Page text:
Appellant asserts two points to support his argument that the state’s evidence was insufficient.
First, appellant claims that he believed that he had Wilson’s consent because of their ongoing relationship and her prior consent to his use of her car. But appellant admitted to the police that Wilson did not allow him to drive her car because she knew he did not have a license. He also admitted that Wilson did not know he was driving her car and that he wanted to get the car back to the casino before Wilson discovered he had left.
At trial, appellant testified that these admissions were lies made to protect Wilson. We must assume, however, that the jury believed appellant’s earlier statements and disbelieved his testimony at trial. See Moore, 438 N.W.2d at 108. Accordingly, the jury could reasonably have found that appellant knew or had reason to know that he did not have Wilson’s consent to drive her car that night.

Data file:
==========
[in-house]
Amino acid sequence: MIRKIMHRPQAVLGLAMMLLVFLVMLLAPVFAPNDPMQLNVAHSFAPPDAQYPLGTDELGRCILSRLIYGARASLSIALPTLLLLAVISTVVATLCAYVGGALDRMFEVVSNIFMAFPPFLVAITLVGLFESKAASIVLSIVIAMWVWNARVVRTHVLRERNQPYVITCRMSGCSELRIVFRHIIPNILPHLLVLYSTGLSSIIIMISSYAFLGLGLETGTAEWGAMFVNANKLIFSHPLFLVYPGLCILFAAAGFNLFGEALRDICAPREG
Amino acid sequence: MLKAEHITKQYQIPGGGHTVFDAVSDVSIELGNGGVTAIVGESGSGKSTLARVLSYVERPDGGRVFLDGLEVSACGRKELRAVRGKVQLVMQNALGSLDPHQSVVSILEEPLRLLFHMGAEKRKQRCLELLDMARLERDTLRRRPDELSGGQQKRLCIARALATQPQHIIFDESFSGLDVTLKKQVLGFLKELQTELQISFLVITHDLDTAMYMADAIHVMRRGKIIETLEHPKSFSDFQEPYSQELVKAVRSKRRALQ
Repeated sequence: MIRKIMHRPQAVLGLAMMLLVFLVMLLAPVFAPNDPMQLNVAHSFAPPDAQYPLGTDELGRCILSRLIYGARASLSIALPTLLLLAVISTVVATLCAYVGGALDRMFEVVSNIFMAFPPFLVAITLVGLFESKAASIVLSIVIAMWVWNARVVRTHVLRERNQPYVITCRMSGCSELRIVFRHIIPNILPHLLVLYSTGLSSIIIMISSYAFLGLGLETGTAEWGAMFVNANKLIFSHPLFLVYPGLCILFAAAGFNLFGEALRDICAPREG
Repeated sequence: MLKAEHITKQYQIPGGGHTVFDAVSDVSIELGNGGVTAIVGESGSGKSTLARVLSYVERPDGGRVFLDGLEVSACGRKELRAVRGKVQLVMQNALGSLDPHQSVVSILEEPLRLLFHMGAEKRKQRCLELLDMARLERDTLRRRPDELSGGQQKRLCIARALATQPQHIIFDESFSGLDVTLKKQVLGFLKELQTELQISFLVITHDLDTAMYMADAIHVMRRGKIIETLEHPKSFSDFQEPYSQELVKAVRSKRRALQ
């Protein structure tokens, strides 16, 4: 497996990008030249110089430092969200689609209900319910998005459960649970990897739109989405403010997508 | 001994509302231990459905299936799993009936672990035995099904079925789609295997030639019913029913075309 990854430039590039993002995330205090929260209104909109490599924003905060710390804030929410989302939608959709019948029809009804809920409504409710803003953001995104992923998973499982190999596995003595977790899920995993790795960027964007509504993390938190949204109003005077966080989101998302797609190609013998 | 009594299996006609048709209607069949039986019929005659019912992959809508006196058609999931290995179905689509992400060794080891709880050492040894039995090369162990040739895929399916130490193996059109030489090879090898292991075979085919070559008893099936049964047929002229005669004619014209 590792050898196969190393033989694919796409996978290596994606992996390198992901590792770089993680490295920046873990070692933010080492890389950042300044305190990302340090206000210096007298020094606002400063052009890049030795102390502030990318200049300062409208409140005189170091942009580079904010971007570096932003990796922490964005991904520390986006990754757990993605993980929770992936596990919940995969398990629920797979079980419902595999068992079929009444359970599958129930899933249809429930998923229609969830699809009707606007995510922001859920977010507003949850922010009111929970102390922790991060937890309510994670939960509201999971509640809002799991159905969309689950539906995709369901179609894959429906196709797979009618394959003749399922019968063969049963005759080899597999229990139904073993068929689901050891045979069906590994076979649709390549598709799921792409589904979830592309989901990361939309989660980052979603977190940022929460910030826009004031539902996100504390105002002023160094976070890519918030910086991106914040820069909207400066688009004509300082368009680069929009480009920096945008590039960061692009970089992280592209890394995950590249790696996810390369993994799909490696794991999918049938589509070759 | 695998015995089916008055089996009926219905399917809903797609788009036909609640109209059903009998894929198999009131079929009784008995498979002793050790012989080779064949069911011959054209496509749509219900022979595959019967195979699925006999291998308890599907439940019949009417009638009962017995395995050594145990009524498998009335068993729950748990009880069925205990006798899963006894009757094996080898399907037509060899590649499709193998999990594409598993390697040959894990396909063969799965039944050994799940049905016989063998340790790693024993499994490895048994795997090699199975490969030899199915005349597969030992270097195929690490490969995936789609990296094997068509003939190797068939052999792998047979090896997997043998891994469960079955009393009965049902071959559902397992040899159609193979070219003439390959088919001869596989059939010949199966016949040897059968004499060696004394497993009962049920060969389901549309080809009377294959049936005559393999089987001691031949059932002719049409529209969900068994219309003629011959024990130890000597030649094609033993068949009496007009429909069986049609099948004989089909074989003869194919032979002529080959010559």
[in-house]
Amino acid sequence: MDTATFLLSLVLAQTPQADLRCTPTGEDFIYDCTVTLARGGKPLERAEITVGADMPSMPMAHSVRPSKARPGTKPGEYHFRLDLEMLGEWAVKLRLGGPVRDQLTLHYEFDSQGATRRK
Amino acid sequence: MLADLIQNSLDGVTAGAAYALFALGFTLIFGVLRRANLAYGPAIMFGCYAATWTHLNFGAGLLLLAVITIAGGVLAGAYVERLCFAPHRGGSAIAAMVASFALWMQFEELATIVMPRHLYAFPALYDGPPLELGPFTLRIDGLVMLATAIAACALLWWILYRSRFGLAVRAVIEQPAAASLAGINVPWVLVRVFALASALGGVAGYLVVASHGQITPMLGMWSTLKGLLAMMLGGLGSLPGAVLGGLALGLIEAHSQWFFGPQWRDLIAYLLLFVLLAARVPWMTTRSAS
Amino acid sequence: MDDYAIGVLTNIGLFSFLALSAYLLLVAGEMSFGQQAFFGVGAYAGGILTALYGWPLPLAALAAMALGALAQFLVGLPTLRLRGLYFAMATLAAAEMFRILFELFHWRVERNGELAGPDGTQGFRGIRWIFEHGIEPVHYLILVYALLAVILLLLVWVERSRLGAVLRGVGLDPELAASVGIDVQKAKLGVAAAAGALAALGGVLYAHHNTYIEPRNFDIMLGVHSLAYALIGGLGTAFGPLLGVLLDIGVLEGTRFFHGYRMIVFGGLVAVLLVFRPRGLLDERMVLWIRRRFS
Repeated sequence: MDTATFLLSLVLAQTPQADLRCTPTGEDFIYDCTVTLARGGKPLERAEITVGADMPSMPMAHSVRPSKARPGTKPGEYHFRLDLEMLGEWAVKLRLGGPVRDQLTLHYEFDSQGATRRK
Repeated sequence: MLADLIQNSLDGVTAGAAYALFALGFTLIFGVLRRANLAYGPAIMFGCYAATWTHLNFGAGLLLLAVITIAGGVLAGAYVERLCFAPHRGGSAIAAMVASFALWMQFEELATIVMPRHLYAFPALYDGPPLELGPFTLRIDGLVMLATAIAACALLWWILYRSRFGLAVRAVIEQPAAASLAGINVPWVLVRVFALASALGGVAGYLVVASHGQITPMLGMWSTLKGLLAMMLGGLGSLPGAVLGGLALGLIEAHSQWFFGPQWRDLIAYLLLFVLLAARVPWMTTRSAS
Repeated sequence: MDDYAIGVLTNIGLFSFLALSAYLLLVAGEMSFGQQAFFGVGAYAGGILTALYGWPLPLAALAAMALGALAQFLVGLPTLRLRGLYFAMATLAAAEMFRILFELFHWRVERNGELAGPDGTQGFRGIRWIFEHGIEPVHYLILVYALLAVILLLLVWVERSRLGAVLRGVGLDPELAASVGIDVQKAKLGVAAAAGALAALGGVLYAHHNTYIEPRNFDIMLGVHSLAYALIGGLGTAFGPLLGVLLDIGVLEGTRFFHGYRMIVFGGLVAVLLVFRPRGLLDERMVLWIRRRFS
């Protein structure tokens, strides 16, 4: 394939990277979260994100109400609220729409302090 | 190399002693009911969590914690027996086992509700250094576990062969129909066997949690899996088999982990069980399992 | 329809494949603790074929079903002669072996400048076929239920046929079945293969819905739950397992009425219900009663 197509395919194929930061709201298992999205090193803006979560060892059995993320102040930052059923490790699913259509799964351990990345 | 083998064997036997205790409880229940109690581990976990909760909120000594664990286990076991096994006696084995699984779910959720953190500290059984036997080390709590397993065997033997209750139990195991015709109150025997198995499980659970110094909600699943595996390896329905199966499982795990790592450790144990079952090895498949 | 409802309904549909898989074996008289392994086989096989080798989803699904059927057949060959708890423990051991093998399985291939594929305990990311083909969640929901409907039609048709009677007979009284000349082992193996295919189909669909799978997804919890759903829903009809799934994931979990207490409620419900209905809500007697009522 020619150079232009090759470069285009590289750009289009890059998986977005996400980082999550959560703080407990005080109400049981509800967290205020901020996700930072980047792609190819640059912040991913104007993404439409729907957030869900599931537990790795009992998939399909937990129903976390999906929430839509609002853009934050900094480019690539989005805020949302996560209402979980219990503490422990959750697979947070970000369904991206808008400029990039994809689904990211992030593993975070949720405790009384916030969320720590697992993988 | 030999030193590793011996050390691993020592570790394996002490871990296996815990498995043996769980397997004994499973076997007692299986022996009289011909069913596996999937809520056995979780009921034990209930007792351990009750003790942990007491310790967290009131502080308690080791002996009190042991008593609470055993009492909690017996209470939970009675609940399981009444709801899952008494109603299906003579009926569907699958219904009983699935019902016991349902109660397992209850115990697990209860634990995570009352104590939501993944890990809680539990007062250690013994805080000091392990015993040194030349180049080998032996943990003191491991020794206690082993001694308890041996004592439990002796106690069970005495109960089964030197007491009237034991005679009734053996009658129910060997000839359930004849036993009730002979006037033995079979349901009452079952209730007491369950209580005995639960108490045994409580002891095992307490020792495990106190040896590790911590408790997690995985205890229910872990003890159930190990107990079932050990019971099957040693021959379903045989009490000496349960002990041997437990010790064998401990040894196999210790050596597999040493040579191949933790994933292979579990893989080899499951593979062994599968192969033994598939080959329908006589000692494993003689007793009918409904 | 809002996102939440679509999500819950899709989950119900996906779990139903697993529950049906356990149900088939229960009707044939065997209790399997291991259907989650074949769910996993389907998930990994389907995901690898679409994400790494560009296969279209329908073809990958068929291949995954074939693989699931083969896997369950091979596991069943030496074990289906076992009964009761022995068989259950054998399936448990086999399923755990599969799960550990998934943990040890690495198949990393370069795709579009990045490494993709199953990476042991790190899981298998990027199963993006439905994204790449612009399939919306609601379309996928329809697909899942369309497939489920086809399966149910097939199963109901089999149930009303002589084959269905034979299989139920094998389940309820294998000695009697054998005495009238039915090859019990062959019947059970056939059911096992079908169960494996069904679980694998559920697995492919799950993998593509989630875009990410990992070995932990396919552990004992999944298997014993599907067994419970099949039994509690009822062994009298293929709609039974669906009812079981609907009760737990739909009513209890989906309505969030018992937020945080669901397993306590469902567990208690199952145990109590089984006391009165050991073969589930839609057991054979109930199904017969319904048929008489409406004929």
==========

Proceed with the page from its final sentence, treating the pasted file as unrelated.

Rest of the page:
Appellant also argues that he believed that he had Wilson’s consent because she gave him her car keys, indicating that she trusted him and allowed him to drive her car. But Wilson testified that she had previously told appellant she did not want him to drive her car, and appellant admitted to the police that Wilson did not think he was “gonna take off” when she gave him the keys.
Viewing the evidence in the light most favorable to appellant’s conviction, we conclude that the jury could reasonably have found that appellant knew or had reason to know that he did not have Wilson’s consent to drive her car.
 Appellant also argues that Wilson claimed that he did not have her consent to drive her car because she wanted the police to return her car. Possibly she thought it might not be returned if she admitted letting an unlicensed driver use it. But Wilson has continued to maintain at all times material that appellant did not have her consent to drive the car.